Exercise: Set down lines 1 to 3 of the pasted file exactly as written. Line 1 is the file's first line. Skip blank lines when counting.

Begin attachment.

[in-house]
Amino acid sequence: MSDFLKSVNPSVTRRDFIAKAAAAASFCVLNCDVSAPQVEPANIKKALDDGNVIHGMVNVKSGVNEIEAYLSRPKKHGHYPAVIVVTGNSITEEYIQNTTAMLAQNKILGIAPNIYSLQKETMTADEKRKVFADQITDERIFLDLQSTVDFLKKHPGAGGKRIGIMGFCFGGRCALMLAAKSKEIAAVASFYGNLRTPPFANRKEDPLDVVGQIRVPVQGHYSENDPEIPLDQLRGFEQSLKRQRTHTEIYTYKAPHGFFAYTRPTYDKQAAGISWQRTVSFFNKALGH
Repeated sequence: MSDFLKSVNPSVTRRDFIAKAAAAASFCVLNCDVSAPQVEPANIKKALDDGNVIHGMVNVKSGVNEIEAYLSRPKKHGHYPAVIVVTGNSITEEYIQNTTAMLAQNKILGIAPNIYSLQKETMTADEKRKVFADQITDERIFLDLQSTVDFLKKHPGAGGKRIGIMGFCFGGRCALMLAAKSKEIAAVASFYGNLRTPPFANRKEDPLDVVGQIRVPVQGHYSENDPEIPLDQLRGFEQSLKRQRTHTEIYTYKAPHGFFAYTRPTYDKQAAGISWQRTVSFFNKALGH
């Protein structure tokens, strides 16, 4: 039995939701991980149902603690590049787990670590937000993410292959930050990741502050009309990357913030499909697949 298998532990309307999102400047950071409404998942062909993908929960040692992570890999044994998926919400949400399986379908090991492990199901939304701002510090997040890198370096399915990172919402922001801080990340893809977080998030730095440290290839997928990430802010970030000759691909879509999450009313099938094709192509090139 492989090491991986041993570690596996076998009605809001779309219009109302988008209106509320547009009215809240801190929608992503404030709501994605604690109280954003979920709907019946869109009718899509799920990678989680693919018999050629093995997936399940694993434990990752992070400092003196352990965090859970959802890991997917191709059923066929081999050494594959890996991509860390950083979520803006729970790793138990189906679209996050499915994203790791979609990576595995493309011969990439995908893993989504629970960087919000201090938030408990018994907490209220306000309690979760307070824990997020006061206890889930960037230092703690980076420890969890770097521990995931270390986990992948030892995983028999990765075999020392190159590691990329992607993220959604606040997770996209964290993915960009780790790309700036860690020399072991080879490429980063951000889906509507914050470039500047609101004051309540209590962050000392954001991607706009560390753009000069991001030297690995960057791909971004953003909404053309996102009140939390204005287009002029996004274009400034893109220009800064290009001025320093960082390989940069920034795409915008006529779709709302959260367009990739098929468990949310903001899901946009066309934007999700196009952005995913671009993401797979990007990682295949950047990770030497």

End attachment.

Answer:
[in-house]
Amino acid sequence: MSDFLKSVNPSVTRRDFIAKAAAAASFCVLNCDVSAPQVEPANIKKALDDGNVIHGMVNVKSGVNEIEAYLSRPKKHGHYPAVIVVTGNSITEEYIQNTTAMLAQNKILGIAPNIYSLQKETMTADEKRKVFADQITDERIFLDLQSTVDFLKKHPGAGGKRIGIMGFCFGGRCALMLAAKSKEIAAVASFYGNLRTPPFANRKEDPLDVVGQIRVPVQGHYSENDPEIPLDQLRGFEQSLKRQRTHTEIYTYKAPHGFFAYTRPTYDKQAAGISWQRTVSFFNKALGH
Repeated sequence: MSDFLKSVNPSVTRRDFIAKAAAAASFCVLNCDVSAPQVEPANIKKALDDGNVIHGMVNVKSGVNEIEAYLSRPKKHGHYPAVIVVTGNSITEEYIQNTTAMLAQNKILGIAPNIYSLQKETMTADEKRKVFADQITDERIFLDLQSTVDFLKKHPGAGGKRIGIMGFCFGGRCALMLAAKSKEIAAVASFYGNLRTPPFANRKEDPLDVVGQIRVPVQGHYSENDPEIPLDQLRGFEQSLKRQRTHTEIYTYKAPHGFFAYTRPTYDKQAAGISWQRTVSFFNKALGH